Marhofn 171.09 - May 2007

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Baglogs: Upper Hall:

Baglog: John Hipwood (+140=1064)

I started 2006 with a determination to take my Marilyn total up to 1000, and new year's day secured Meall a'Chaise (16D) - a great start. Local bagging is now impossible for me (although a weekend in mid January brought five Welsh Mynydds), so seven trips to Scotland were planned. A week in the Angus glens started with a satisfying traverse of Corwharn and Cat Law, and finished with a nice half day on Hill of Wirren, with eight others in between. A week at Strontian at the end of May added 14, including the classic walk of Beinn na Cille, Fuar Bheinn and Creach Bheinn. A highlight of this trip was meeting Ursula Stubbings, who had just been where we were going, so happy hours were spent reliving past hills and discussing future plans.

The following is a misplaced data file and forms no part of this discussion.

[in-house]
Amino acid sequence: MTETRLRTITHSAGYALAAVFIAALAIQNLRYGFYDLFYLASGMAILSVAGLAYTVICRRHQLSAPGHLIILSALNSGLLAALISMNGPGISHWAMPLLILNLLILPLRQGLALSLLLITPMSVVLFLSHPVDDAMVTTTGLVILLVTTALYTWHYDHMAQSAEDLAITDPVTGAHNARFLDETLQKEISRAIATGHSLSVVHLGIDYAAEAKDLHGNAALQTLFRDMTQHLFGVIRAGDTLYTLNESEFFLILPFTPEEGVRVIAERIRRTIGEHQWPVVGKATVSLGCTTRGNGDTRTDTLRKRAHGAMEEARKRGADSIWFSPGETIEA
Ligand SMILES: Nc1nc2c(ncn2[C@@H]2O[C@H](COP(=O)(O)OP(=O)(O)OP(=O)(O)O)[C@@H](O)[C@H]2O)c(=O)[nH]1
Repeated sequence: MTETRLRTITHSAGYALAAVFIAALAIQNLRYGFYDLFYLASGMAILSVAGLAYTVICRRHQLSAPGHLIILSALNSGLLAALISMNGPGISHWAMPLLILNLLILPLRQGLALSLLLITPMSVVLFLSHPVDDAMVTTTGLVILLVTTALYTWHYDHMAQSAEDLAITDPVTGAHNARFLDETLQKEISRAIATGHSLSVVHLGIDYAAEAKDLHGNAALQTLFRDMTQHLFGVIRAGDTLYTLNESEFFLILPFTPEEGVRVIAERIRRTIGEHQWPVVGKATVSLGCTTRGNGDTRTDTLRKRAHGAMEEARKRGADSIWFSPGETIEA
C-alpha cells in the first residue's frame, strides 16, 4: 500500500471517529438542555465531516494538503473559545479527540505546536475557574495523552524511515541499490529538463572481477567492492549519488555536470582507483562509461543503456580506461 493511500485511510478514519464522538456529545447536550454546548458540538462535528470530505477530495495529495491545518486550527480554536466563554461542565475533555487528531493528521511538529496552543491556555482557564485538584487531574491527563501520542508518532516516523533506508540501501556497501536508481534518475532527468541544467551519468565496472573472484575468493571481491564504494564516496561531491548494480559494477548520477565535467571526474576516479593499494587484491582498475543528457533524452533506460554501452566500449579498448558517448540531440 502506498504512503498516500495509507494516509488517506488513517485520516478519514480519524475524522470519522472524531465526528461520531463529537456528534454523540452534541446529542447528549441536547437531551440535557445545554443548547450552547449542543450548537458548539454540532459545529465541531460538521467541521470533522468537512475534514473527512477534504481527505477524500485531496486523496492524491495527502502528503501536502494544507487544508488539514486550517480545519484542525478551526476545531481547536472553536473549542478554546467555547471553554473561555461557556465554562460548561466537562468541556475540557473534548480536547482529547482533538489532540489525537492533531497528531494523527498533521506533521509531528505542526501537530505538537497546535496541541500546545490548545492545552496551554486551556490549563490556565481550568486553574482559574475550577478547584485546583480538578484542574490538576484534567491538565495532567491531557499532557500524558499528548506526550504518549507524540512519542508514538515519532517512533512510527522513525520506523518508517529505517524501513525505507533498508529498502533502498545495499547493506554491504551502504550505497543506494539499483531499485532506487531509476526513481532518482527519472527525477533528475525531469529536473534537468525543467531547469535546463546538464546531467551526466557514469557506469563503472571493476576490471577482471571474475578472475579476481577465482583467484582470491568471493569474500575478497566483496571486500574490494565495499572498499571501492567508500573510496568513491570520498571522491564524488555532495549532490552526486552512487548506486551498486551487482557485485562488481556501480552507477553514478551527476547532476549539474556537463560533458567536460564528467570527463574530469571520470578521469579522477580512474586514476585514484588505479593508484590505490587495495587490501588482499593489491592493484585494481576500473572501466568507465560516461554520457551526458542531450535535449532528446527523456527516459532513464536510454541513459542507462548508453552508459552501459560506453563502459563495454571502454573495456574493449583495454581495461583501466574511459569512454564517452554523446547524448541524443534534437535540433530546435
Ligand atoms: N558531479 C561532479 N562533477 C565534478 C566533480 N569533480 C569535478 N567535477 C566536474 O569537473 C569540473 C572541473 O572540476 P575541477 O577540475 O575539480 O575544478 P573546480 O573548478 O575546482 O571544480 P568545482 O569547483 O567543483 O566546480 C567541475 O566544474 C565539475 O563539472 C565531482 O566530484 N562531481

At the end of July I travelled to the Shetlands, and on 3 August we left our B&B on Foula for the traverse of The Noup followed by a delightful ridge, with the view coming and going in the mist on to The Sneug. This was the highlight of the year for me - I had reached my 1000 target. We spent 45 minutes on the summit, hoping for a view, but it was not to be, so returned to base for a celebration meal and drinks. Any fear of anti-climax was averted by recollection of a beautiful island with great coastal scenery and fantastic bird life, and anticipation of our trip to Fair Isle, where we were booked in to the bird observatory for three nights. While waiting for our ferry, the Good Shepherd, to load, whom should we meet disembarking but Ursula Stubbings, who again had just returned from where we were going. Tales of the Good Shepherd are legendary; a roller-coaster ride including a journey through the Roost, one of the roughest seas in the Atlantic. It lived up to its reputation. We held on for dear life with every roll of the waves; it was 21/2 hours of pure excitement or one hell of a journey, depending on your perspective. We visited Ward Hill on three occasions by various routes, but would recommend the full coastal route; a classic walk. The bird observatory is highly recommended. The accommodation and food are excellent, and there is also the attraction of arctic terns, arctic skuas, great skuas, puffins, fulmars, kittiwakes etc. A highlight for me was to accompany the wardens and assist with trapping and ringing storm petrels.

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